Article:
Ashok Bajracharya, administrative official at the Sankata Club, said the club in collaboration with the Kathmandu Metropolitan City’s Ward No 22 had last year installed 35 handwashing stations in the ward. “But now we see many tanks have been stolen, and the remaining are in a sorry state. If the city is ready to collaborate again, we will repair the broken ones and install new ones where they have been stolen,” said Bajracharya.
“Although the risk of disease transmission is increasing by the day, people have stopped wearing masks and maintaining social distancing. So I don’t think they will start washing hands again after we fix the broken hand-washing stations,” said Bajracharya.
Last year, in the second week of August, the Post had published a story on handwashing stations that didn’t have any water. For the story, the Post had visited Jawalakhel, Lagankhel, Teku, Tripureshwar, New Road and Basantapur. But this time, except for Jawalakhel, the handwashing stations in other places had either disappeared or were defunct.
Last year, after the imposition of the nationwide lockdown, Kathmandu Upatyaka Khanepani Limited had installed 80 handwashing stations in different parts of the Valley in partnership with the local councils, but within a year most of the stations had vanished and a few remaining were in a sorry state.
When the Post contacted Milan Kumar Shakya, acting manager at the KUKL, on Monday to inquire about the sorry state of the remaining handwashing stations, he said his office would repair the stations within a week
“We know that the second wave of the pandemic is already here, so we will start repairing and installing washing stations within this week,” said Shakya.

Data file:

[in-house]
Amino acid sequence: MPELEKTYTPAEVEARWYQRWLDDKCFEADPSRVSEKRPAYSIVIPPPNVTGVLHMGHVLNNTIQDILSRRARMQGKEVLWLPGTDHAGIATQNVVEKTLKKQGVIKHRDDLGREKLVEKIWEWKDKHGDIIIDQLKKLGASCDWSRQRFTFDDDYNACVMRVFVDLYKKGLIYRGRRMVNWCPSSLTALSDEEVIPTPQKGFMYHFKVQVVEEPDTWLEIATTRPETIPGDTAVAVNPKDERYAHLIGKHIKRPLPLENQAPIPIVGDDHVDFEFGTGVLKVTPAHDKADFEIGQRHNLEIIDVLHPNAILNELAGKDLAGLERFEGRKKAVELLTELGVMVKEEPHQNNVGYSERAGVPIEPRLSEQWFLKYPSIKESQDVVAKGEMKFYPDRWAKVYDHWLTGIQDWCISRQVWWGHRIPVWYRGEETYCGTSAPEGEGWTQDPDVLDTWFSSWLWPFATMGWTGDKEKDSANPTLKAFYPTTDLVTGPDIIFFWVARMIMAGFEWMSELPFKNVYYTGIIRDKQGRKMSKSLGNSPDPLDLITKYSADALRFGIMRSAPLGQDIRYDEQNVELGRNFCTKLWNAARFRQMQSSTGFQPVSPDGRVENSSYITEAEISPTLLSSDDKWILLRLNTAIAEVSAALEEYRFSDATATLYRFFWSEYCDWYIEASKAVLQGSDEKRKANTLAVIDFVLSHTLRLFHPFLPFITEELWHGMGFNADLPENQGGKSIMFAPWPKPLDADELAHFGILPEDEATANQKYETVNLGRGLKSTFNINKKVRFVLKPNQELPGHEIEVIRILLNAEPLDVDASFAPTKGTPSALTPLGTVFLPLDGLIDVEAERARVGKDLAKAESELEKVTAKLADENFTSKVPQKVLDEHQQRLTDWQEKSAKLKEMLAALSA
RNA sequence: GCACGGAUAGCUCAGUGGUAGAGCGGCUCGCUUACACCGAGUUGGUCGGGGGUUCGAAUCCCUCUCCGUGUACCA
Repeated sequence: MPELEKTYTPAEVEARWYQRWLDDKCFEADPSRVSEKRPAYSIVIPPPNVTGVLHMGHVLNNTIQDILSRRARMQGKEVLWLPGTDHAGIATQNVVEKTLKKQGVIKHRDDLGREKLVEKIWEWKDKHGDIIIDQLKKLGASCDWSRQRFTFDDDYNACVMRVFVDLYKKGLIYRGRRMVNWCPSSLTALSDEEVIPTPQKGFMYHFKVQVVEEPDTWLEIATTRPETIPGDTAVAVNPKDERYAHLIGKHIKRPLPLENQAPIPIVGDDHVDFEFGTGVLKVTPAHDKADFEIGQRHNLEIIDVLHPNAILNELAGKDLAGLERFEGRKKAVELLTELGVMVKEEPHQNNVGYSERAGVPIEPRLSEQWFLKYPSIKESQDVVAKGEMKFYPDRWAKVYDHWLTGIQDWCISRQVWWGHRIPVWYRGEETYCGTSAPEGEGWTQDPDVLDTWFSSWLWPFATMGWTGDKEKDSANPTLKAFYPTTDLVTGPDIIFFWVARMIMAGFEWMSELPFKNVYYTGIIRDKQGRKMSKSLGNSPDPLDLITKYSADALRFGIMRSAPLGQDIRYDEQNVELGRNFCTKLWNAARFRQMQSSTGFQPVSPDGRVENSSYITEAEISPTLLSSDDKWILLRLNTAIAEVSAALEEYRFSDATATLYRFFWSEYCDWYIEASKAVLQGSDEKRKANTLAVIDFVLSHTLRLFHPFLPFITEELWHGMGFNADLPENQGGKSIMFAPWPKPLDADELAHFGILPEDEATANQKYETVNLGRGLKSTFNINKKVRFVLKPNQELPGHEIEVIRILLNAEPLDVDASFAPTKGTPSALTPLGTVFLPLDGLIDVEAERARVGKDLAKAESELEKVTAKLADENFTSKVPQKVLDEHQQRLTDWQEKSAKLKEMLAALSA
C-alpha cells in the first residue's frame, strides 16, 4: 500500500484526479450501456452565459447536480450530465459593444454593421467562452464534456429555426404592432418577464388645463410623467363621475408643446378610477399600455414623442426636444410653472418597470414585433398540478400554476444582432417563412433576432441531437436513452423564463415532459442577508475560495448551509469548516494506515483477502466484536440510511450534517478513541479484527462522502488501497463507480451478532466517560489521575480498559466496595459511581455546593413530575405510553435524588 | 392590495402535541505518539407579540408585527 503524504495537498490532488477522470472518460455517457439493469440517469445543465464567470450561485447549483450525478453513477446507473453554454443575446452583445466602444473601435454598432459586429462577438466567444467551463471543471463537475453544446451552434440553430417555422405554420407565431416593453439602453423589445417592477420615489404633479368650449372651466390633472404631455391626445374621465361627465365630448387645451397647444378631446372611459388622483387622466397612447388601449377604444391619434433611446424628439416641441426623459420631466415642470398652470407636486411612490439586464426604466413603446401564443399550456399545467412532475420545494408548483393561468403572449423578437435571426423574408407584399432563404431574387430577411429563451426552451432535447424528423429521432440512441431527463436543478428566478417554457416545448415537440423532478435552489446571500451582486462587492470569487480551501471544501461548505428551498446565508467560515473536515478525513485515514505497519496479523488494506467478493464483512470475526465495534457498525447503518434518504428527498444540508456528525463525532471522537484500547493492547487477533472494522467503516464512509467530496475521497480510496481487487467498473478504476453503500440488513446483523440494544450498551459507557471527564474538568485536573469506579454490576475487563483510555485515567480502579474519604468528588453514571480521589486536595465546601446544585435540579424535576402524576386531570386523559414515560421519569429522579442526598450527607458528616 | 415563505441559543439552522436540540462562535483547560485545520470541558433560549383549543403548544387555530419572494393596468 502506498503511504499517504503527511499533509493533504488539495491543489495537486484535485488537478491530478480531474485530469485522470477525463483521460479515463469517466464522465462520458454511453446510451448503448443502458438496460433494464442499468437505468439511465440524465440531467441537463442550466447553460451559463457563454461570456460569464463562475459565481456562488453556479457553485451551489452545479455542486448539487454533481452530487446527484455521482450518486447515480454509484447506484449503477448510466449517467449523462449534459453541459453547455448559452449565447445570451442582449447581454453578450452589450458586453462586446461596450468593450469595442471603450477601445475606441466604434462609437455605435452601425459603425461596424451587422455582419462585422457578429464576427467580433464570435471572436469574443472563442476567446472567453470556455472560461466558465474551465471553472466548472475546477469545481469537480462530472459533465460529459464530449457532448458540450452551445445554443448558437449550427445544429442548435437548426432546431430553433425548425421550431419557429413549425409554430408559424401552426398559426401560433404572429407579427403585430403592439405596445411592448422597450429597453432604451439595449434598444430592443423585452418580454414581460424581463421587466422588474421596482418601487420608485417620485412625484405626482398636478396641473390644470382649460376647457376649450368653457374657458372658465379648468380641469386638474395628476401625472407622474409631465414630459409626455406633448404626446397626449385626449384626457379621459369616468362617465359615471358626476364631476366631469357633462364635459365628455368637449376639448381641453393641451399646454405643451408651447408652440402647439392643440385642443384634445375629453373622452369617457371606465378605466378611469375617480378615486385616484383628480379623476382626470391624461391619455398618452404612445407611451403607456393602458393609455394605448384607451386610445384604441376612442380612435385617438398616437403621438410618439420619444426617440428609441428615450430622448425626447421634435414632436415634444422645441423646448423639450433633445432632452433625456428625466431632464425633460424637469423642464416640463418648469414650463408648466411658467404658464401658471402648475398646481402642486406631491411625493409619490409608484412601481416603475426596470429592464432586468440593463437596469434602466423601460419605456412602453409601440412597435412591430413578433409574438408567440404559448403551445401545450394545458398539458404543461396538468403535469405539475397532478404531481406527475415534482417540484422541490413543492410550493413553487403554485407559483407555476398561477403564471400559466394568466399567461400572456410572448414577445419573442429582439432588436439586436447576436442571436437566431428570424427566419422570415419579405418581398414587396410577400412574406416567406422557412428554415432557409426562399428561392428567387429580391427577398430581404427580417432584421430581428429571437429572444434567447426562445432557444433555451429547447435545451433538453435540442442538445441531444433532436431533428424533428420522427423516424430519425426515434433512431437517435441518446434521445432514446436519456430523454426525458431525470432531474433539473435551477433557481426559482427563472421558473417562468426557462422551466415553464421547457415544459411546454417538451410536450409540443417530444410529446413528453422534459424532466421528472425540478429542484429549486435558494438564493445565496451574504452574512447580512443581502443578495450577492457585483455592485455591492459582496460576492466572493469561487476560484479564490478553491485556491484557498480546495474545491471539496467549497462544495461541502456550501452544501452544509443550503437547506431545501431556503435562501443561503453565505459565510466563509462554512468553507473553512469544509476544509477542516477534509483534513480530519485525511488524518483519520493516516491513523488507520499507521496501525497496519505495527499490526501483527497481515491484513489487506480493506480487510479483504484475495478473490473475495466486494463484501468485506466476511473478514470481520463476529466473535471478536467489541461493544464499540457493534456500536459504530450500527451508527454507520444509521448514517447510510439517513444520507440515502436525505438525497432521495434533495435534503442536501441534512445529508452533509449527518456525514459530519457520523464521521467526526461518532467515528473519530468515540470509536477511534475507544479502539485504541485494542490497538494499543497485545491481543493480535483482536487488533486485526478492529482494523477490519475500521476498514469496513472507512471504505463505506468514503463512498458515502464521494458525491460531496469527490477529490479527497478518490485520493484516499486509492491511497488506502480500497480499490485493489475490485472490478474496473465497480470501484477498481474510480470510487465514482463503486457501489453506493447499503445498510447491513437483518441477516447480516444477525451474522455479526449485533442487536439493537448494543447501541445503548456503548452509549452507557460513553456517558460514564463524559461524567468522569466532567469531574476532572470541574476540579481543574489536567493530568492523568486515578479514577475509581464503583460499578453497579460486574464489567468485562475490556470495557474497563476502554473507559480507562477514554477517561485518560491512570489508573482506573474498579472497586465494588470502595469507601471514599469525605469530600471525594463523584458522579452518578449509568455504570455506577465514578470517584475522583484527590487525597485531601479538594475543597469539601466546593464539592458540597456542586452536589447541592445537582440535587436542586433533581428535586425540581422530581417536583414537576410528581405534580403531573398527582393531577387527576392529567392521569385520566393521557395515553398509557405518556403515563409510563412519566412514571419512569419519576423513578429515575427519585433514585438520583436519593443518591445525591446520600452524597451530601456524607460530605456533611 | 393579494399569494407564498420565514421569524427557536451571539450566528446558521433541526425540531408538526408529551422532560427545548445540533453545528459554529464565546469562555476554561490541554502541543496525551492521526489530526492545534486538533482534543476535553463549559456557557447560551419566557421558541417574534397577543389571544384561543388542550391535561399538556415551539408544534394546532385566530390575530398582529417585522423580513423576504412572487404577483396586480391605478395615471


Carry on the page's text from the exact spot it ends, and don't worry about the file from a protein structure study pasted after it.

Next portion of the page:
As per the KUKL’s estimates, each hand washing station with a plastic tank, an iron stand, and a steel sink with a faucet and pipes costs around Rs 30,000. So installing 80 such stations will cost around Rs 2.4 million.
Narayan Thapa, 39, a pedestrian whom the Post met at New Road, had his own view about the broken hand washing stations. “The authorities make a one-time investment on amenities and doesn’t care about their maintenance, that’s why no handwashing station is functional.”
“The problem lies with the citizens also, because they think public property is nobody’s property that’s why most of the washing stations are defunct. People do not have civic sense,” said Thapa, a resident of Bagdole, Lalitpur.
Even virologists and doctors say, handwashing stations play a vital role in slowing down the spread of the virus.
“Not everyone can afford to buy sanitizers. If handwashing stations are installed, such people can wash their hands with soap,” said Dr Sher Bahadur Pun, chief of the Clinical Research Unit at Sukraraj Tropical and Infectious Disease Hospital.
“Besides, many people especially those who are travelling may not have easy access to soap and water. Such people would find these public handwashing stations useful,” said Pun.
Meanwhile, Hari Kunwar, the chief of the Health Division at the Kathmandu Metropolitan City, said his office is working to dispatch soap and water at 19 various hand washing centers in the city, but the City had not started any work on this till Friday.